On Friday, March 22, the Brooklyn Waterfront Research Center and University Transportation Research Center hosted “Bikes and the Brooklyn Waterfront: Past, Present, and Future.” The speakers delved into the history of biking, current undertakings to create bike lanes and redesign streets, and proposed future plans–all with a focus on the Brooklyn waterfront.
Hayes Lord, Director of the Department of Transportation’s Bicycle Program, touted the DOT’s progress in connecting Brooklyn to Manhattan and creating sub-networks within neighborhoods via bike lanes. He cited bike lanes installed on Kent Avenue, Prospect Park West, Plaza Street, and Prospect Park Drive as examples of safe places to cycle within Brooklyn. Lord also gave instances of bike lanes being used to improve car traffic, such as on Empire Boulevard where a new bike lane calmed a busy intersection.
Lord said the next expansion of cycling infrastructure will focus on increasing the amount of bike lanes in Queens. He discussed the risk of accident decreasing as more cyclists are out and about because automobile drivers are forced to be more aware. The DOT is now focusing on bike corrals as part of their bike to school initiative, and Lord’s overall message was one of using bike lanes to incorporate cycling into family life and get young people biking early on. When asked about the proposed Citi Bike Share program and if it could be terminated under a new mayor, he replied “Ending bike share would be political suicide” and discussed the political power of the sheer number of bikers in the city. An audience member asked about NYPD’s refusal to investigate cycling deaths, and Lord said that the DOT is working with NYPD on an “equitable enforcement campaign” to hold drivers accountable when cyclists are hit.
The Department of Transportation’s Bicycle and Pedestrian Project Director Ted Wright presented various improvements along the Brooklyn waterfront. In 2008 there was a grand total of zero miles of bike paths, and no dedicated right of way for cyclists. By the end of 2013 there will be thirteen miles of bike paths along the waterfront. Wright cited several examples of how bike lanes have been creatively constructed to adapt to various streetscapes. In Williamsburg a residential rezoning on Flushing Avenue led to a parking protected bike lane and a two way path that increased weekend biking by 300 percent since 2009. In Brooklyn Bridge Park a temporary bike path was created along Furman Street that can be shifted as construction continues. On Piers 7-12, there was a safety problem with the number of trucks and freight, so separate bike and pedestrian paths were created to increase the sight line. These adaptations show how bike lanes can be implemented in a variety of circumstances and traffic flows.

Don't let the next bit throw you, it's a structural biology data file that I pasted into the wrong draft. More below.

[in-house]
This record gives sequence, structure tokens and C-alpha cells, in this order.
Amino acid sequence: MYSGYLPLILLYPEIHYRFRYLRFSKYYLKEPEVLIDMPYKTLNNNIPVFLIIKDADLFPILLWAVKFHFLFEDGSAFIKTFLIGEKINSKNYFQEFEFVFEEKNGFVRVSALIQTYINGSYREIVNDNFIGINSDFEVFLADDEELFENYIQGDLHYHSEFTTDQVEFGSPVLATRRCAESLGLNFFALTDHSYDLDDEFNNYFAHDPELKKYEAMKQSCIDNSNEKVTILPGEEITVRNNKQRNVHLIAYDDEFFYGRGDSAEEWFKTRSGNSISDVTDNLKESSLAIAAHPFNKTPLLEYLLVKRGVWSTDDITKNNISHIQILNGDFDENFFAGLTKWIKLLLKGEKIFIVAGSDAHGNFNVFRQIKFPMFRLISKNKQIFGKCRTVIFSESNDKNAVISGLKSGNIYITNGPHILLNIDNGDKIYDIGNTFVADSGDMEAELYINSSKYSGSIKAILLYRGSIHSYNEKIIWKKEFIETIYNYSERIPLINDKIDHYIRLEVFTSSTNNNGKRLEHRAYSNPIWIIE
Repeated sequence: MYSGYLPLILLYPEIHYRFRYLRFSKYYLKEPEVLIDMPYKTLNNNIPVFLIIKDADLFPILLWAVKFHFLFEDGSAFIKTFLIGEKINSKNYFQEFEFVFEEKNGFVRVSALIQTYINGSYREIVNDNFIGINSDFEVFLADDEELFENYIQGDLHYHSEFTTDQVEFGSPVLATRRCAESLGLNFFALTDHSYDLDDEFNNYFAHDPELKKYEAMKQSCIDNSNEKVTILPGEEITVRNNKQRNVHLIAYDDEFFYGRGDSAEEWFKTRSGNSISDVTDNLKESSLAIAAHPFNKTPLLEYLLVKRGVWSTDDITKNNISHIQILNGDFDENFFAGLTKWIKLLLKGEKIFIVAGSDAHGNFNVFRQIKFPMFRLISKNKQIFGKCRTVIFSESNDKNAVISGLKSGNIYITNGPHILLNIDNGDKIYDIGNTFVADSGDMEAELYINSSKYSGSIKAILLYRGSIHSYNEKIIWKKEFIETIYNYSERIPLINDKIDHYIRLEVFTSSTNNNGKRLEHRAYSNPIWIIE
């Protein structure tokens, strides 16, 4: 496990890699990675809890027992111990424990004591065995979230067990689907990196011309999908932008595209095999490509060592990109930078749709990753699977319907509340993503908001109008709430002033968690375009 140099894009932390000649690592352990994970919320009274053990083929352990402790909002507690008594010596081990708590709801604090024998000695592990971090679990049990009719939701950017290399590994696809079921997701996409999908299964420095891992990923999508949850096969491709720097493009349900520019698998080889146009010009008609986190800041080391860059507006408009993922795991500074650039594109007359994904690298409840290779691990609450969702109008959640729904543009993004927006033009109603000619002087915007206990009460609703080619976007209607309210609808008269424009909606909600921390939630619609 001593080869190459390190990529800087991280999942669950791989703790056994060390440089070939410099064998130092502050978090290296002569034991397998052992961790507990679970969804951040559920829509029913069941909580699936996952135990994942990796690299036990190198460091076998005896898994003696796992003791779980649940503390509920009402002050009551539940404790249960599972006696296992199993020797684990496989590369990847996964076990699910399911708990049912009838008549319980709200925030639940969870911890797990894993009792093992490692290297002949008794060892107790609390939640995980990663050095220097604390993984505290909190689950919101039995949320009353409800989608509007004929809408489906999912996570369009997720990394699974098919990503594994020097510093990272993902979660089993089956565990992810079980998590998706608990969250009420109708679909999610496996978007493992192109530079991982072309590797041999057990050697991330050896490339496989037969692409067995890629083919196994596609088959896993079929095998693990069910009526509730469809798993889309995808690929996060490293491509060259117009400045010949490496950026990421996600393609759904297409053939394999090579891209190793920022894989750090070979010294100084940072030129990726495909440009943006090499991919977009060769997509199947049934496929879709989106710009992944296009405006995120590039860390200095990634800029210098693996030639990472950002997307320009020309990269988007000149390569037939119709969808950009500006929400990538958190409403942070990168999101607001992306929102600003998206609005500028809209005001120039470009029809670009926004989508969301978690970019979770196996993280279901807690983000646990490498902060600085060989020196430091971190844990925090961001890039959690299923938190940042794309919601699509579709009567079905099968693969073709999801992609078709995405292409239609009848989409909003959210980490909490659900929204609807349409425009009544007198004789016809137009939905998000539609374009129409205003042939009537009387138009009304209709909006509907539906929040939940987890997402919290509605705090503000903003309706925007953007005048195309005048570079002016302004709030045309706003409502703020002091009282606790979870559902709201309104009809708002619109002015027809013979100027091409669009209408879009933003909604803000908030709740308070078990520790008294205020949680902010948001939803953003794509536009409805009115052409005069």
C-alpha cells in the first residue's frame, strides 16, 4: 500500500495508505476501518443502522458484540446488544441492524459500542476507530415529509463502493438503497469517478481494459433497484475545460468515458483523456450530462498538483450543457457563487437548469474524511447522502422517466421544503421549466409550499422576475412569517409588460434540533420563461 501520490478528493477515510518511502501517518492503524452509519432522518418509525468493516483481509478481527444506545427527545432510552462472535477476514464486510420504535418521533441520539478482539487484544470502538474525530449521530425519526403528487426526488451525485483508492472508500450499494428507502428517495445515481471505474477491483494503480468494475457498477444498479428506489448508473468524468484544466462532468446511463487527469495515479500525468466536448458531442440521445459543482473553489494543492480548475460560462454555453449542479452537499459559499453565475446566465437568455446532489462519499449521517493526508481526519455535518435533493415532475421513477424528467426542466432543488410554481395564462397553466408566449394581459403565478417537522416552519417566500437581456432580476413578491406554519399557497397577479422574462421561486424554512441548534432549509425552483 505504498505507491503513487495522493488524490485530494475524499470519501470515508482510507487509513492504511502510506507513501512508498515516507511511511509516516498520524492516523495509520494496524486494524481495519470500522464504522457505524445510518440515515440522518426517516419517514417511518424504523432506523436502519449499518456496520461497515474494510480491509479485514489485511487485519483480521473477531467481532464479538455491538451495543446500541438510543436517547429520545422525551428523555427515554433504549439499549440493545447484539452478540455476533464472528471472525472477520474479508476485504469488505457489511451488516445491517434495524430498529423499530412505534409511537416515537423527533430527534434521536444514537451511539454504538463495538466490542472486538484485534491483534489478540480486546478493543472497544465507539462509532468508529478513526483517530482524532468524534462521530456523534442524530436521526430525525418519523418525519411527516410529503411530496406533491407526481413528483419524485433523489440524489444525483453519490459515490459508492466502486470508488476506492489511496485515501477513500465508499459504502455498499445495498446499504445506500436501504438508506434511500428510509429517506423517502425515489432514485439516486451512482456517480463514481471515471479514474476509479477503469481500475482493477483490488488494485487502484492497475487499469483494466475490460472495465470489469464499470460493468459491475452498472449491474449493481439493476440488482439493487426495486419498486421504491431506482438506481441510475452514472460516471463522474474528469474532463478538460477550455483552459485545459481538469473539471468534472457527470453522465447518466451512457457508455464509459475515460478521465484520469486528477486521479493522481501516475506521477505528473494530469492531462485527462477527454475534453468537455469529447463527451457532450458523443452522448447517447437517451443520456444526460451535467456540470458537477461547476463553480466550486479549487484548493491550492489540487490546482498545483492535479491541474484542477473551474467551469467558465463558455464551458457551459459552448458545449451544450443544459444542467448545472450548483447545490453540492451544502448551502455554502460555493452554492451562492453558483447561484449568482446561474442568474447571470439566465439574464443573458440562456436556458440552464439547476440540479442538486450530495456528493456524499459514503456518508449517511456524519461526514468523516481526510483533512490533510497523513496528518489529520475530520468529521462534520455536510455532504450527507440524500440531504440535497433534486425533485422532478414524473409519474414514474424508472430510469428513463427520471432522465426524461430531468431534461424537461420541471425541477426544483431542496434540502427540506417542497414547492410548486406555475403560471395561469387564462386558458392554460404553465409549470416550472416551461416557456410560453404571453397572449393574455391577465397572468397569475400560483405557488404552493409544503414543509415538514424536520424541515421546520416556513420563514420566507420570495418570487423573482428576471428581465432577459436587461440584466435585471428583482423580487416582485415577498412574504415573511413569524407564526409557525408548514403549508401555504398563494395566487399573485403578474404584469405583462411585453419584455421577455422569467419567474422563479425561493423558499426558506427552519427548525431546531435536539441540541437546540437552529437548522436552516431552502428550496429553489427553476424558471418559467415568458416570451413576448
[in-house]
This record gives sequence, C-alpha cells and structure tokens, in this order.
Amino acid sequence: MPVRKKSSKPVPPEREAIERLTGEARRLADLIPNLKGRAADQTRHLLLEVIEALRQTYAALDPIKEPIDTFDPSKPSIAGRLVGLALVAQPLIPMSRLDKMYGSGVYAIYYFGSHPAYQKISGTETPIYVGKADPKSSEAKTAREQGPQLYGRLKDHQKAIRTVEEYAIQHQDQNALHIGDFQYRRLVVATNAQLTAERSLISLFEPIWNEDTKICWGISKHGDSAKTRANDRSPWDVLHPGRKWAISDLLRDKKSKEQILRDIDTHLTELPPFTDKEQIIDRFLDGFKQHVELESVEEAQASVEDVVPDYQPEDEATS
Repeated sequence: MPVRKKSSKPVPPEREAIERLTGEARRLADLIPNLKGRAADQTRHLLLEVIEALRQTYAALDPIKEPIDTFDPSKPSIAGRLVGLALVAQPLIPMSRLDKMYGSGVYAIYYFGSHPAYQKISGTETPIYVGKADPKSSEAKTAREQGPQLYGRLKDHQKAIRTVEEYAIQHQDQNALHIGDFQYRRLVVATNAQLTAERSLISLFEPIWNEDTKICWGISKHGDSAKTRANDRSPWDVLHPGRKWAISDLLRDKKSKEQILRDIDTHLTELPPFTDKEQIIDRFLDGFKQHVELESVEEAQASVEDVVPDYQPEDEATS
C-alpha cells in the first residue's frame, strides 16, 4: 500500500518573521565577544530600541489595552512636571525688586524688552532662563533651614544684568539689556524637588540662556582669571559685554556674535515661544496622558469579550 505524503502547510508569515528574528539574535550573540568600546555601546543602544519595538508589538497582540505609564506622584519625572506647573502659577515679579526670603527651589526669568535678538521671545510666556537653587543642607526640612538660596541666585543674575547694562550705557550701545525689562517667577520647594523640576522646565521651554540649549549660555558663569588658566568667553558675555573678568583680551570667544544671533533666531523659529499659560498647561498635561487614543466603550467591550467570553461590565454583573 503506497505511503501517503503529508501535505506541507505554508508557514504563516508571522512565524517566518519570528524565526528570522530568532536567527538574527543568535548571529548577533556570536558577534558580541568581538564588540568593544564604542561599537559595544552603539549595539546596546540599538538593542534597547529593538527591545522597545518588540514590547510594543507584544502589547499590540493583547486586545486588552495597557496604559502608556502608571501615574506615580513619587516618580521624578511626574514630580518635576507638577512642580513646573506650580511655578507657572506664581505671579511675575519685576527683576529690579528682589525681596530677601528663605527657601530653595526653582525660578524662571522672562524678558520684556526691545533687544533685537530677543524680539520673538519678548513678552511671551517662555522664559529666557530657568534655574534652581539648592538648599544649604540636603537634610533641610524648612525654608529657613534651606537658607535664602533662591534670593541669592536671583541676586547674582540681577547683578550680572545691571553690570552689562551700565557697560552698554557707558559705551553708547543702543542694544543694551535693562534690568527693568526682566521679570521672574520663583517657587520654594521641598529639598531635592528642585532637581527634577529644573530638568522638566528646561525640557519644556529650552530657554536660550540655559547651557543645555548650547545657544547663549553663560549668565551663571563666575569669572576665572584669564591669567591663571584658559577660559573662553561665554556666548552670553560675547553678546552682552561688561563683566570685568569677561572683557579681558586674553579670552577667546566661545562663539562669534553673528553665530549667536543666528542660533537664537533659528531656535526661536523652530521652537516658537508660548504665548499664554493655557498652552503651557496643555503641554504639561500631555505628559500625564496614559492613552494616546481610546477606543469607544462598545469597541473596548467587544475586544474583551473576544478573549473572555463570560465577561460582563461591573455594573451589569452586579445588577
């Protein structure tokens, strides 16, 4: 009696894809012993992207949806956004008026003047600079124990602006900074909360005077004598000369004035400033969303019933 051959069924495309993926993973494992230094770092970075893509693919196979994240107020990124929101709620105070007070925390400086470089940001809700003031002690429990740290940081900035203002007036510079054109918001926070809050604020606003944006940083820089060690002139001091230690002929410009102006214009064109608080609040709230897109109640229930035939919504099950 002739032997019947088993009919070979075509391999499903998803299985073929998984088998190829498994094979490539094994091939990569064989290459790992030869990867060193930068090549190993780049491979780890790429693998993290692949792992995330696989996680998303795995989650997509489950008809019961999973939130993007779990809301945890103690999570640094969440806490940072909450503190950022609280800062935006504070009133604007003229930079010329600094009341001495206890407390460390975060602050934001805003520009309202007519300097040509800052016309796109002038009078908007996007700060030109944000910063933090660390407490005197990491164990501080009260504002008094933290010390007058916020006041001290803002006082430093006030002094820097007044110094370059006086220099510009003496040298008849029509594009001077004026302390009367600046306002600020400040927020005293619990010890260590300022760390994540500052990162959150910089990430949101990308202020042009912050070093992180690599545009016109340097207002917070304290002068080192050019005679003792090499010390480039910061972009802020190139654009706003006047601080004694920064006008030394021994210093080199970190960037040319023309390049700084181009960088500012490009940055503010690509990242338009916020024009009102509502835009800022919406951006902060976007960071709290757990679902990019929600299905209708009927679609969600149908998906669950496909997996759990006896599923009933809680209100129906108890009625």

The next speaker was Steve Durrant, the principle of Alta Bike Share which manages bike sharing programs around the world. Alta will be operating Citi Bike Share in NYC, scheduled to start in May. Durrant discussed the benefits of bike share programs to help children bike to school and in emergency relief situations, such as Hurricane Sandy. He touted the economic benefits to stores that are located near bike share stations, as well as the increased tourism revenue. Similar to Hayes Lord, he had a strong focus on getting youth comfortable with cycling early on and continuing into adulthood.
Milton Puryear, the co-founder of the Brooklyn Greenway Initiative, discussed public space and the mental health benefits of green spaces as an escape from the built environment. Puryear mentioned the Naval Cemetery, Williamsburg Bridge Park, and Columbia Park as green spaces that are easily accessible by bike. He promoted the Brooklyn Greenway’s annual “Waterfront Epic Ride,” a 40 mile ride along the waterfront from Newtown Creek to Rockaway Beach which will be held on July 27th this year.
Ben Shepard, City Tech professor, community organizer, and author of The Beach Beneath the Streets: Contesting New York City’s Public Spaces presented on the radical aspects of cycling. Shepard discussed Times Up and their antiwar demonstrations, efforts to reclaim public spaces, and bike memorials and rides to bring awareness to cyclist safety. Bicycles are also extremely useful in disaster situations, as the bike powered generators and supply transporting cargo bikes showed during Hurricane Sandy. Shepard advocated “creating green infrastructure on a community level” as a pathway to a more resilient NYC.
“The Harbor Ring” is an idea advocated by Mike Lydon of Street Plan Collaborative which would link all five boroughs via a bike path along the water. The main missing piece is a path over the Verrazano Bridge. Lydon likened the economic and tourism possibilities to the Golden Gate Bridge, and described how local businesses would benefit from the increased traffic of a path.
The last speaker of the conference was David Trimble, the director of the Red Hook Criterium, an annual underground bike race where riders compete without brakes. The “Crit” was founded in 2008, and last year boasted 200 riders and over 5,000 spectators. It is held inside the Brooklyn Cruise Terminal and is the only public event held there. This June another Criterium race will be held in the Brooklyn Navy Terminal. Trimble spoke about the positive effects the race will have for the still recovering Red Hook community and their efforts to work with local businesses. For example, the race promoters designed a “Red Hook Passport” through which a cyclist can earn official race gear with a certain number of stamps from participating businesses. In the aftermath of Hurricane Sandy, a special edition race T-shirt was sold, and over $50,000 of the profits from it were donated to Restore Red Hook.
A screening of Racing Towards Red Hook, a short documentary about the 2011 Red Hook Criterium, closed out the conference.